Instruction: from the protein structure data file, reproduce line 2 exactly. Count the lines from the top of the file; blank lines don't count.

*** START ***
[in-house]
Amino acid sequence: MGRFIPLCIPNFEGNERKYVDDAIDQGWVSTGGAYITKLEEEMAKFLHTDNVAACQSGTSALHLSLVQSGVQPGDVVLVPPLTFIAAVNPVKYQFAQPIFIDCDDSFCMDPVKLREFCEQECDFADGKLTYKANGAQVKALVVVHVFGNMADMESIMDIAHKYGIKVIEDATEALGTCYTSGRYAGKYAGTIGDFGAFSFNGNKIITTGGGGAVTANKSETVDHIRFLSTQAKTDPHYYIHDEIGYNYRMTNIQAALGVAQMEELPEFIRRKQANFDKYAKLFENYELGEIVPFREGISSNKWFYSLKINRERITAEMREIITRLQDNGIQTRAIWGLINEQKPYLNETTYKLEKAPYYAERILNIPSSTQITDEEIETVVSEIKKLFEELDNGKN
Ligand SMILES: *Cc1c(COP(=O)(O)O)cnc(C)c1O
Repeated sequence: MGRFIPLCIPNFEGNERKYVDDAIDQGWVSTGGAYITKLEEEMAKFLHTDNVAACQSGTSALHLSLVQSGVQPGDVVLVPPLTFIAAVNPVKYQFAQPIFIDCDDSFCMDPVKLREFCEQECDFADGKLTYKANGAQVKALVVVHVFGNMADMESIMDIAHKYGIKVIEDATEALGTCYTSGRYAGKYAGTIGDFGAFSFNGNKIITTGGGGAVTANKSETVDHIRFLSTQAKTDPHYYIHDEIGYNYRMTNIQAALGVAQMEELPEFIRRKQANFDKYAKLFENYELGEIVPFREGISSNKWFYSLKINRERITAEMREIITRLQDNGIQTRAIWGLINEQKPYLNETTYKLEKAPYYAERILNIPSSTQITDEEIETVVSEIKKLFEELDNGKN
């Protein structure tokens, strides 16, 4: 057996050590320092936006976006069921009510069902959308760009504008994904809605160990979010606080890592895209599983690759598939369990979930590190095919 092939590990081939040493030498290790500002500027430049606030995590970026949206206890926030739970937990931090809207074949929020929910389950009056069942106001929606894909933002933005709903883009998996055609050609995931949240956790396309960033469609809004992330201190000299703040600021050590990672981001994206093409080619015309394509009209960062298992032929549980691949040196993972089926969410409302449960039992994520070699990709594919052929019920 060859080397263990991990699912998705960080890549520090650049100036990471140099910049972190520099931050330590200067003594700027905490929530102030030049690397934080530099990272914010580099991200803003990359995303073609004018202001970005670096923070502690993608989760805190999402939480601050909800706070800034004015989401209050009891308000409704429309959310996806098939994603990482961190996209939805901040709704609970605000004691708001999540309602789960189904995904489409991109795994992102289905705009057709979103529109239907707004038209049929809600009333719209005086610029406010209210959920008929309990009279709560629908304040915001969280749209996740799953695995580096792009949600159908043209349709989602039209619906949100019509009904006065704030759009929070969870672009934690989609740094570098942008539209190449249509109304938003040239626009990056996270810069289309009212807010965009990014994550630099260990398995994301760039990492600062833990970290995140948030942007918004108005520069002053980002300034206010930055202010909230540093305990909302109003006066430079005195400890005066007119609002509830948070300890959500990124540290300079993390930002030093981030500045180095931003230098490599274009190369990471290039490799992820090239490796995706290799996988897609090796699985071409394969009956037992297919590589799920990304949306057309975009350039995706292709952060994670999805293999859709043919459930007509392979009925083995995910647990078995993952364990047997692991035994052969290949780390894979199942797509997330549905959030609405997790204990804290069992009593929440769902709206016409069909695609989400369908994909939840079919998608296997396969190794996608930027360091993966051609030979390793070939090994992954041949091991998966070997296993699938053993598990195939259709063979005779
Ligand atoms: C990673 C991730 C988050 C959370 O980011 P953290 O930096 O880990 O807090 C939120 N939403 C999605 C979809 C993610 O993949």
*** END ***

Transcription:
Amino acid sequence: MGRFIPLCIPNFEGNERKYVDDAIDQGWVSTGGAYITKLEEEMAKFLHTDNVAACQSGTSALHLSLVQSGVQPGDVVLVPPLTFIAAVNPVKYQFAQPIFIDCDDSFCMDPVKLREFCEQECDFADGKLTYKANGAQVKALVVVHVFGNMADMESIMDIAHKYGIKVIEDATEALGTCYTSGRYAGKYAGTIGDFGAFSFNGNKIITTGGGGAVTANKSETVDHIRFLSTQAKTDPHYYIHDEIGYNYRMTNIQAALGVAQMEELPEFIRRKQANFDKYAKLFENYELGEIVPFREGISSNKWFYSLKINRERITAEMREIITRLQDNGIQTRAIWGLINEQKPYLNETTYKLEKAPYYAERILNIPSSTQITDEEIETVVSEIKKLFEELDNGKN